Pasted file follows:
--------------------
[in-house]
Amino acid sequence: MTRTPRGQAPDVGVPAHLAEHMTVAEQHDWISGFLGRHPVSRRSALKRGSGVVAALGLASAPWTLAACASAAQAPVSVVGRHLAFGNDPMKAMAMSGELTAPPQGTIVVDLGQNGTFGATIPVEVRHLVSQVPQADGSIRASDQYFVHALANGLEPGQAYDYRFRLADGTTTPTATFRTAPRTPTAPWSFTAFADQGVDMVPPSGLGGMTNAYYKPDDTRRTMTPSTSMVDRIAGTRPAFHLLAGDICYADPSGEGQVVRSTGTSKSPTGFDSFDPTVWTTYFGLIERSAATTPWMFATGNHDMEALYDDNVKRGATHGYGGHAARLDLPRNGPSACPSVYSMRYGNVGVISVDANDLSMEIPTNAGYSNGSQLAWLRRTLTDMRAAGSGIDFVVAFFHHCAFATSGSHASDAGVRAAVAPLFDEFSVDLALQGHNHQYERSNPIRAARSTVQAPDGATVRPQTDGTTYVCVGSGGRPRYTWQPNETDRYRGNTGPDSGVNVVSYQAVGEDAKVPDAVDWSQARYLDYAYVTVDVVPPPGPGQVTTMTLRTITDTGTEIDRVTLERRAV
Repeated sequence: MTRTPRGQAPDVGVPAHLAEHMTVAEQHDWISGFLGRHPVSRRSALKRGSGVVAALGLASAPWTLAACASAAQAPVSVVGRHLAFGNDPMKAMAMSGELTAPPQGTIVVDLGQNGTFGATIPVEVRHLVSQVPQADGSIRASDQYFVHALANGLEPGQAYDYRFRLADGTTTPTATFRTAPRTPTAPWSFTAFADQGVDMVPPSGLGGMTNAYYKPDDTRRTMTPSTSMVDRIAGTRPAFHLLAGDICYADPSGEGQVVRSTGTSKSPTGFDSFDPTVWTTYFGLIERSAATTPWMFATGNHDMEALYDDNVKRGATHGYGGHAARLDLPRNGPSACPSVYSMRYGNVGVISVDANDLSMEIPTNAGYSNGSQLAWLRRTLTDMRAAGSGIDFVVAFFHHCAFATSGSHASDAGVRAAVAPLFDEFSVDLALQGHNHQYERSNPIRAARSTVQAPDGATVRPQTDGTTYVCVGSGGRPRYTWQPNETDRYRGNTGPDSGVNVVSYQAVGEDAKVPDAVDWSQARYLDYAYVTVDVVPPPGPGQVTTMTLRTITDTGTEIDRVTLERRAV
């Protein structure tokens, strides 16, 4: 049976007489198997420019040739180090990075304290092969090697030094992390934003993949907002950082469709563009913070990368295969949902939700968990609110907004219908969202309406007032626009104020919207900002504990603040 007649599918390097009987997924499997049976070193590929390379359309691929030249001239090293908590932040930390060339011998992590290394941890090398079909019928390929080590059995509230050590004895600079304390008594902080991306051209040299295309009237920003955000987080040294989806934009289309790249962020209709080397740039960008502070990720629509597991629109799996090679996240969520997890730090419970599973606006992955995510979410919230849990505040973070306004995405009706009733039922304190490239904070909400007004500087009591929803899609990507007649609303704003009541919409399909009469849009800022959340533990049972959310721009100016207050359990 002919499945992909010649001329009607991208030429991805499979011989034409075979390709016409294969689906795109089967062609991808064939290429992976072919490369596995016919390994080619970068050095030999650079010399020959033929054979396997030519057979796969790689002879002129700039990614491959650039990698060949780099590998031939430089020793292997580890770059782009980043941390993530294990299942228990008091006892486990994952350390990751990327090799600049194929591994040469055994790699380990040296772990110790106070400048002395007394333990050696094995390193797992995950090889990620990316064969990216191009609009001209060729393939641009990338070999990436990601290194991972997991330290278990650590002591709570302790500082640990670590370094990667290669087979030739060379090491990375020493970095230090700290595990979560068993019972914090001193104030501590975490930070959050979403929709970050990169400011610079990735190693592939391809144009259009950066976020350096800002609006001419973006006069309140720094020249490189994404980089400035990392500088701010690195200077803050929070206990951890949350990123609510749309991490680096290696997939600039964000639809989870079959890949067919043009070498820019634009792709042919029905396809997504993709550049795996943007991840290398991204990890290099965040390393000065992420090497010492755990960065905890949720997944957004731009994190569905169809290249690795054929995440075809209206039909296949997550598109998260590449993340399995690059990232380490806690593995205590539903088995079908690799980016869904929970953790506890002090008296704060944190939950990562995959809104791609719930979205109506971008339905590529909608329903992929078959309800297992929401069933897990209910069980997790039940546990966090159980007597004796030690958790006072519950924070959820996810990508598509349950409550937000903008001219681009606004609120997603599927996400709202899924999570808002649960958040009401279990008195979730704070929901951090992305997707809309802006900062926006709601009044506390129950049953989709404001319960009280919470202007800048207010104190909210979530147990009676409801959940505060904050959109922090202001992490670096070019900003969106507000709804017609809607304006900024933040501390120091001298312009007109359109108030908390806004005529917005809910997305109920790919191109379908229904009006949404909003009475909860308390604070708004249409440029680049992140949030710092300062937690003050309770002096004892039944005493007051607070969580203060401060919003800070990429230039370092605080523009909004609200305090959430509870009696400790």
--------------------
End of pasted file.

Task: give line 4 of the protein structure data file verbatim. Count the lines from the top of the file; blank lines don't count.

């Protein structure tokens, strides 16, 4: 049976007489198997420019040739180090990075304290092969090697030094992390934003993949907002950082469709563009913070990368295969949902939700968990609110907004219908969202309406007032626009104020919207900002504990603040 007649599918390097009987997924499997049976070193590929390379359309691929030249001239090293908590932040930390060339011998992590290394941890090398079909019928390929080590059995509230050590004895600079304390008594902080991306051209040299295309009237920003955000987080040294989806934009289309790249962020209709080397740039960008502070990720629509597991629109799996090679996240969520997890730090419970599973606006992955995510979410919230849990505040973070306004995405009706009733039922304190490239904070909400007004500087009591929803899609990507007649609303704003009541919409399909009469849009800022959340533990049972959310721009100016207050359990 002919499945992909010649001329009607991208030429991805499979011989034409075979390709016409294969689906795109089967062609991808064939290429992976072919490369596995016919390994080619970068050095030999650079010399020959033929054979396997030519057979796969790689002879002129700039990614491959650039990698060949780099590998031939430089020793292997580890770059782009980043941390993530294990299942228990008091006892486990994952350390990751990327090799600049194929591994040469055994790699380990040296772990110790106070400048002395007394333990050696094995390193797992995950090889990620990316064969990216191009609009001209060729393939641009990338070999990436990601290194991972997991330290278990650590002591709570302790500082640990670590370094990667290669087979030739060379090491990375020493970095230090700290595990979560068993019972914090001193104030501590975490930070959050979403929709970050990169400011610079990735190693592939391809144009259009950066976020350096800002609006001419973006006069309140720094020249490189994404980089400035990392500088701010690195200077803050929070206990951890949350990123609510749309991490680096290696997939600039964000639809989870079959890949067919043009070498820019634009792709042919029905396809997504993709550049795996943007991840290398991204990890290099965040390393000065992420090497010492755990960065905890949720997944957004731009994190569905169809290249690795054929995440075809209206039909296949997550598109998260590449993340399995690059990232380490806690593995205590539903088995079908690799980016869904929970953790506890002090008296704060944190939950990562995959809104791609719930979205109506971008339905590529909608329903992929078959309800297992929401069933897990209910069980997790039940546990966090159980007597004796030690958790006072519950924070959820996810990508598509349950409550937000903008001219681009606004609120997603599927996400709202899924999570808002649960958040009401279990008195979730704070929901951090992305997707809309802006900062926006709601009044506390129950049953989709404001319960009280919470202007800048207010104190909210979530147990009676409801959940505060904050959109922090202001992490670096070019900003969106507000709804017609809607304006900024933040501390120091001298312009007109359109108030908390806004005529917005809910997305109920790919191109379908229904009006949404909003009475909860308390604070708004249409440029680049992140949030710092300062937690003050309770002096004892039944005493007051607070969580203060401060919003800070990429230039370092605080523009909004609200305090959430509870009696400790």